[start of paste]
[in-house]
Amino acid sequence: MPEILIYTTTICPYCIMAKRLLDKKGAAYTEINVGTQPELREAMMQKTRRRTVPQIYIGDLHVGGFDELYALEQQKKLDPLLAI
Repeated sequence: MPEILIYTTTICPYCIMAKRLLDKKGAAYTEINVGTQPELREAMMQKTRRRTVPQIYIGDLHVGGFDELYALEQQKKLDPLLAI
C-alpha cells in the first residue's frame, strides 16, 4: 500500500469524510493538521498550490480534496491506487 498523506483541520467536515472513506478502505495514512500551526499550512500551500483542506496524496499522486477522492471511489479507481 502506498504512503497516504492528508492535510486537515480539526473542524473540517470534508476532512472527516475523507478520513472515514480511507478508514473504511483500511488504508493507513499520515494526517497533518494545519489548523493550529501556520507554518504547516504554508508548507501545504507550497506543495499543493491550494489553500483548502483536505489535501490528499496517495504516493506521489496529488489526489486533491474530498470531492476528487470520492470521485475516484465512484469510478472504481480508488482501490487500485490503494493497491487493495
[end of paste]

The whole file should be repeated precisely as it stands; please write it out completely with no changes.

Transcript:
[in-house]
Amino acid sequence: MPEILIYTTTICPYCIMAKRLLDKKGAAYTEINVGTQPELREAMMQKTRRRTVPQIYIGDLHVGGFDELYALEQQKKLDPLLAI
Repeated sequence: MPEILIYTTTICPYCIMAKRLLDKKGAAYTEINVGTQPELREAMMQKTRRRTVPQIYIGDLHVGGFDELYALEQQKKLDPLLAI
C-alpha cells in the first residue's frame, strides 16, 4: 500500500469524510493538521498550490480534496491506487 498523506483541520467536515472513506478502505495514512500551526499550512500551500483542506496524496499522486477522492471511489479507481 502506498504512503497516504492528508492535510486537515480539526473542524473540517470534508476532512472527516475523507478520513472515514480511507478508514473504511483500511488504508493507513499520515494526517497533518494545519489548523493550529501556520507554518504547516504554508508548507501545504507550497506543495499543493491550494489553500483548502483536505489535501490528499496517495504516493506521489496529488489526489486533491474530498470531492476528487470520492470521485475516484465512484469510478472504481480508488482501490487500485490503494493497491487493495